Salman Rushdie is on a ventilator and unable to speak following attack

Emily Brown

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Salman Rushdie is on a ventilator and unable to speak following attack

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Author Salman Rushdie has been put on a ventilator and left unable to speak after being stabbed at an event in New York.

Rushdie, who is known for his works such as The Satanic Verses, Midnight's Children and The Golden House, was about to give a lecture on stage at the Chautauqua Institution in western New York state when the incident took place on Friday (12 August).

New York State Police have said the suspect ran onto the stage to attack both Rushdie and an interviewer, stabbing the author at least once in the neck and in the abdomen.

Rushdie is the author of the controversial book, The Satanic Verses. Credit: Keith Morris/Hay Ffotos/Alamy Stock Photo
Rushdie is the author of the controversial book, The Satanic Verses. Credit: Keith Morris/Hay Ffotos/Alamy Stock Photo

Staff and audience members managed to get on stage to take the attacker to the ground, and he managed to be held until being arrested by police.

A doctor in the audience gave Rushdie first aid before he was flown by helicopter to a hospital in Erie, Pennsylvania, where he underwent surgery.

His agent, Andrew Wylie, confirmed he was placed on a ventilator and had suffered damage to his liver, nerves and eye, saying: "Salman will likely lose one eye; the nerves in his arm were severed; and his liver was stabbed and damaged."

The interviewer who was attacked in the incident, Henry Reese, suffered a minor head injury and was taken to a local hospital.

Linda Abrams, from Buffalo in New York, witnessed the moment the attack took place and told The New York Times the attacker kept trying to target the author even after audience members restrained him.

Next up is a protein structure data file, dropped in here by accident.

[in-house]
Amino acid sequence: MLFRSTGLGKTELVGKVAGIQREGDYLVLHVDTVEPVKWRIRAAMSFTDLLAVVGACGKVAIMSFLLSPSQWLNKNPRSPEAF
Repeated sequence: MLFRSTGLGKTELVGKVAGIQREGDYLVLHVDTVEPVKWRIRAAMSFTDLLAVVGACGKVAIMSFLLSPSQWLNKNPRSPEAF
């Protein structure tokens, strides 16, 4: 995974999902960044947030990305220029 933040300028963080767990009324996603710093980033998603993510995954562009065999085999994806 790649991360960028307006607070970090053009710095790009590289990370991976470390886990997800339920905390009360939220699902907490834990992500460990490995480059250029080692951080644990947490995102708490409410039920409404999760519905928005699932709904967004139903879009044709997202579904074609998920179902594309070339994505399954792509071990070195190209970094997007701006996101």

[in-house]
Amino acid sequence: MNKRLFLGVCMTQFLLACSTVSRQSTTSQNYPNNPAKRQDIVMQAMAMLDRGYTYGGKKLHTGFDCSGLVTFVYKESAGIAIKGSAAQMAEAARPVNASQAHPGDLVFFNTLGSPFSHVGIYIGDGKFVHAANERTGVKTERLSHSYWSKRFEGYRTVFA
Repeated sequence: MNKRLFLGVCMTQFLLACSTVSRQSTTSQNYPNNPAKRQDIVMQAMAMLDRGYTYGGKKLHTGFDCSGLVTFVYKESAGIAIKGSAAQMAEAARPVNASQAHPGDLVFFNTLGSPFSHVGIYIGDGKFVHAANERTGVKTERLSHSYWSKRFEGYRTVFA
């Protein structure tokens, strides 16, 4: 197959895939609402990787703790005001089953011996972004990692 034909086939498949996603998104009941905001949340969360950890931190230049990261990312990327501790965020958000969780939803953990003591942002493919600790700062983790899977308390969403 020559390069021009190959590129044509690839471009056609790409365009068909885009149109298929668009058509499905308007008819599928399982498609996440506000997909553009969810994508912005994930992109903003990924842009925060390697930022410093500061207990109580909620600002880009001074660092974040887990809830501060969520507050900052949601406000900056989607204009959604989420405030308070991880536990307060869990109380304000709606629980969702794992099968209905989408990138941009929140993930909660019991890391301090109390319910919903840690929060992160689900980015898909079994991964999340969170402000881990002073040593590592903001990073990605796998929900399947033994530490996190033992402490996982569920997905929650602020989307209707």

Rushdie has been put on a ventilator as a result of the incident. Credit: Abaca Press/Alamy Stock Photo
Rushdie has been put on a ventilator as a result of the incident. Credit: Abaca Press/Alamy Stock Photo

"It took like five men to pull him away and he was still stabbing," Abrams said, adding: "He was just furious, furious. Like intensely strong and just fast."

Another witness, Dr. Martin Haskell, was among those who rushed to help the author and described his wounds as 'serious but recoverable'.

Rushdie has experienced years of Islamist death threats after publishing his book The Satanic Verses in 1988. Some Muslims felt the content of the book to be blasphemous, and it was banned in some countries due to the controversy.

Police have detained a suspect, identified as 24-year-old Hadi Matar from Fairview, New Jersey, though no motive or charges have yet been confirmed by the police.

Investigators are in the process of obtaining search warrants to allow them to study a rucksack and electronic devices found at the centre in the wake of the incident.

Rushdie was set to discuss the United States as a refuge for writers and other artists in exile when the attack took place.

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Topics: News, US News, Crime

Emily Brown
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